Interviews: The 3 P's - Preparation, preparation, preparation

Planning job seeking activity and getting a new job - useful blogs

“Ooooh. I’ve got an interview tomorrow!” How many times have we heard that – often spoken (or yelled) with a mix of joy and outright fear? And, mostly, the latter comes from people who are worried because a) they think it’ll be a ‘grilling’ (wrong) and b) because they haven’t prepared, or simply have no idea how to prepare. But preparation is vital if you’re going to succeed. Just turning up is unlikely to prove effective, and so employing a preparation schedule or routine will help to dispel nerves and give you the ability to attend the interview with confidence.

You’ll have heard the expression: “Fail to prepare; prepare to fail.” And with so many examples, from presentations to planning your holiday – preparation is vital. Football managers will spend days preparing for that vital match, checking out the opposition’s strengths, weaknesses, their likely tactics. But what if he and his team turned up on the day, and simply “hoped for the best”? Unthinkable, you’d say. And you’d be right.

To many people, the whole idea of going to an interview - or even an assessment - is in the same league as a visit to the dentist. So, it makes absolute sense to prepare as best as you can for the various ‘pitfalls’ you might expect to encounter. However, with an interview, there are several obvious ones that you can prepare for quite easily:

Visit their website. Explore the site fully and find out all there is to know; it may give details on your team, their work and achievements. Visit the News page: what have they been doing recently that may be relevant to you? Or is there simply something to talk about and show your interest in them? If you have contacts who work there then, used discreetly, these can be a useful source of up to date information.

Make sure you know where the interview is to be held, particularly if it’s unfamiliar. If you can, visit it the day before. You may be wrong: what you thought was Buchanan Street is Buchanan Road and your interview is in another part of town completely! If possible, do a ‘dry run’. You’ll then be aware of issues such as unavoidable roadworks. Go into the building. If there is one, meet the receptionist and say you’re checking it out prior to an interview tomorrow. This will afford you a degree of familiarity with the place and when you arrive the next day, the chances are that the first face you’ll see will be a friendly one.

Have a contact name and number in case of last-minute emergency. It’s best to have a direct contact number for the interviewer or HR. Establish, as far as you can, the key aspects of the role and ensure you can meet their needs.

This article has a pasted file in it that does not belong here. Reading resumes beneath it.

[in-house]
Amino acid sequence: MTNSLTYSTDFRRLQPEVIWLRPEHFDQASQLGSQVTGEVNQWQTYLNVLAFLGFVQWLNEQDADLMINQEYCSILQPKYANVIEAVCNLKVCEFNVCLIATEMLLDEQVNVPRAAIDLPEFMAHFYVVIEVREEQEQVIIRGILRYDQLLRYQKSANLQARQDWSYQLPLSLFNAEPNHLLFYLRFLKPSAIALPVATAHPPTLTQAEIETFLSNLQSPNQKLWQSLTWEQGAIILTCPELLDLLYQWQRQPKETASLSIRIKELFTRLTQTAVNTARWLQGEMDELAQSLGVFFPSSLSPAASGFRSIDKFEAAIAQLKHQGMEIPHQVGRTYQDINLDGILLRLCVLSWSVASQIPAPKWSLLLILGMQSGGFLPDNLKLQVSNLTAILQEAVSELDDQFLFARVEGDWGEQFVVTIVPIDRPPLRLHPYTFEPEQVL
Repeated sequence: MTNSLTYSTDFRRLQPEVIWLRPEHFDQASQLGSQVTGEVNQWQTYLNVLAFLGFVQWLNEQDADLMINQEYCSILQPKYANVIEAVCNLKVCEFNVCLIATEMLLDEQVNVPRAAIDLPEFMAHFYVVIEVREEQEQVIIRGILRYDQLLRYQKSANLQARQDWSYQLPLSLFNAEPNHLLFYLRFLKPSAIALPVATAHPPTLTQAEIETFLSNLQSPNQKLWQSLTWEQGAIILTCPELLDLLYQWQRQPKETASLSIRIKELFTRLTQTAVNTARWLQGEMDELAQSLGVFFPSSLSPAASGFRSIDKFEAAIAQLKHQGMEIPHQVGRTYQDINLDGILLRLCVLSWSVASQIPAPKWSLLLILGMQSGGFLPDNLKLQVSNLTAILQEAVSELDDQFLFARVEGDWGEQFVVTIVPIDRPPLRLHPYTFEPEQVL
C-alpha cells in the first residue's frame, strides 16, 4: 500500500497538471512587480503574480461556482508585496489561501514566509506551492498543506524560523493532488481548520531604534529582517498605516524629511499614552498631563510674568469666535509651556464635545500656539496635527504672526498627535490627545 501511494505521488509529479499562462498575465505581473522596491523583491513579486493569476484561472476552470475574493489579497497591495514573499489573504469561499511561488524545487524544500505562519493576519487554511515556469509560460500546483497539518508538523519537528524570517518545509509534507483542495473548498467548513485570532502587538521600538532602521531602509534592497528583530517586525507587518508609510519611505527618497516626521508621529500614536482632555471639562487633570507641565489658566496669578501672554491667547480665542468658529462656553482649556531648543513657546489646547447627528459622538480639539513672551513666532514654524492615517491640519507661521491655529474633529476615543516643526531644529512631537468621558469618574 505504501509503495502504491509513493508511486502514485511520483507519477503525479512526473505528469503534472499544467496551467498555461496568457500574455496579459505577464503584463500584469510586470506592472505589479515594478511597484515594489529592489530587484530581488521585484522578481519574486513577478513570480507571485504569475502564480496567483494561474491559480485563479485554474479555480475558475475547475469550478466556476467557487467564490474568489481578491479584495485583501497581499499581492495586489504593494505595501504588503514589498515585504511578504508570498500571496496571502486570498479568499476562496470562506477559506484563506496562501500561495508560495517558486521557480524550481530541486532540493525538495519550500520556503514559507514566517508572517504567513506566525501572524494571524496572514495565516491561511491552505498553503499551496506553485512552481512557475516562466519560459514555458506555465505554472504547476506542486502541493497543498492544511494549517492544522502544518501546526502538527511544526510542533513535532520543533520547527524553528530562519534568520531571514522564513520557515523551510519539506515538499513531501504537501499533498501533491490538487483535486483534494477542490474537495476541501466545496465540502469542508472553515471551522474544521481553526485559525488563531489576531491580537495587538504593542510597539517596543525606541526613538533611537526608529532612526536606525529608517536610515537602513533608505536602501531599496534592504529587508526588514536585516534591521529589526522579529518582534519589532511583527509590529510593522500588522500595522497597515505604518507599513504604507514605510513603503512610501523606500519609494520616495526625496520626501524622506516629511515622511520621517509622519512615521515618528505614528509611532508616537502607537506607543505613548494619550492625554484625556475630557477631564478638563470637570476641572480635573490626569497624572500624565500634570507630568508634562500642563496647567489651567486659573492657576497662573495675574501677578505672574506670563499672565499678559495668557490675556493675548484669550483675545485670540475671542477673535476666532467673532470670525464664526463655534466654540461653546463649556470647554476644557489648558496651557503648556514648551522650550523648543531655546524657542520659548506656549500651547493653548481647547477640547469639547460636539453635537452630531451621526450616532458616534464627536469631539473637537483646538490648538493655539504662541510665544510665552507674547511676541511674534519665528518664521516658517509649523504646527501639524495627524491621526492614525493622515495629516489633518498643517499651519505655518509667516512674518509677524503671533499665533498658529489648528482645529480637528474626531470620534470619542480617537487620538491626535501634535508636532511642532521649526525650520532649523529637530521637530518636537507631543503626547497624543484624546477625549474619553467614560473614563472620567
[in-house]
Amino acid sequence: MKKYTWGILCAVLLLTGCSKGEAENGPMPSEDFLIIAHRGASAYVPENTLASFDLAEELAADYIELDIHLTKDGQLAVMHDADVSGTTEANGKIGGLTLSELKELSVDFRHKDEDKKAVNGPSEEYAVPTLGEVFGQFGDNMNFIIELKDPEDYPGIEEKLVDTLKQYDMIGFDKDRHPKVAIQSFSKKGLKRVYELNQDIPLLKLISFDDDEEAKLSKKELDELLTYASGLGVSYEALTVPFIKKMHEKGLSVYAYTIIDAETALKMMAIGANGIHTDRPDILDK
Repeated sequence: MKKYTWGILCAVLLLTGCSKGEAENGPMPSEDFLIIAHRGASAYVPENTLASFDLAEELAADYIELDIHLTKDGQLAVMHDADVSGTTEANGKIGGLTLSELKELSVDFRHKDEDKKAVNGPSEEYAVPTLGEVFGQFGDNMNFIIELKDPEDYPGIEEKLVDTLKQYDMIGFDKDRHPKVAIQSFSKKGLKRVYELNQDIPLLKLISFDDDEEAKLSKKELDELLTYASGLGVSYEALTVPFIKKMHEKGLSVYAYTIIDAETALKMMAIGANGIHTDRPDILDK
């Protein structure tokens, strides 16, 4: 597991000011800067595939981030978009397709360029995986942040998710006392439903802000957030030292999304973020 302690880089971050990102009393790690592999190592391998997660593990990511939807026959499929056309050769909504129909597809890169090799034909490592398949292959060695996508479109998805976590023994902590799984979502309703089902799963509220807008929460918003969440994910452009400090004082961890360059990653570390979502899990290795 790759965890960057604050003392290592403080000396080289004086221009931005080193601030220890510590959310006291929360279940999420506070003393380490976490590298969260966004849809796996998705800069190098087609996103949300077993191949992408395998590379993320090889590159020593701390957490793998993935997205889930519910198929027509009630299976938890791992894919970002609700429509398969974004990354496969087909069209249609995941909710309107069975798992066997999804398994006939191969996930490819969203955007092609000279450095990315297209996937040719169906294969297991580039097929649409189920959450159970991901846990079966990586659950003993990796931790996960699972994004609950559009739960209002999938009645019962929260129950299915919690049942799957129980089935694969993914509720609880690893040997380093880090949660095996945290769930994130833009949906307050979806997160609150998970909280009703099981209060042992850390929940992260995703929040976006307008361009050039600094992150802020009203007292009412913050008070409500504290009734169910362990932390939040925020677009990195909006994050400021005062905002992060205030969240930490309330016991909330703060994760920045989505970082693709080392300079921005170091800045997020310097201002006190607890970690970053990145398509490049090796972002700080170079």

As well as these more practical aspects, you want to be confident, about not only what you’re going to say, but the way you’re going to say it. Conducting a mock interview beforehand – either with a professional or even a trusted friend – can be hugely beneficial. However, it’s important that the ‘interviewer’ has taken the trouble to investigate the employer and the role, prepared a list of relevant questions and be able to offer constructive feedback, both good and bad, on your performance.

They often say that, for you, the single focus during the first interview…is to get to the second. If you can establish what, exactly, the interviewer is looking for (and so many people don’t), and prepare as if your life depended on it, then you’re well on the way to success.

The very thought of an imminent interview can often fill people with dread. They will imagine all sorts of horrors, based loosely around the interviewer being the reincarnation of Dracula, asking questions that are simply impossible to answer. Of course, both of those fears are totally unfounded and the reality is – generally speaking – much friendlier than that.

However, in order to capitalise, full preparation for the event will afford the interviewee a much greater chance of success, particularly if they know a) why they are there and b) what the interviewer would like to hear.

Key Points

  • Accept that preparation for an interview is vital
  • Prepare for the practicalities – website research; venue; contact
  • If possible, have a mock interview. (More than one if necessary)
  • Know what the interviewer really wants to see and hear

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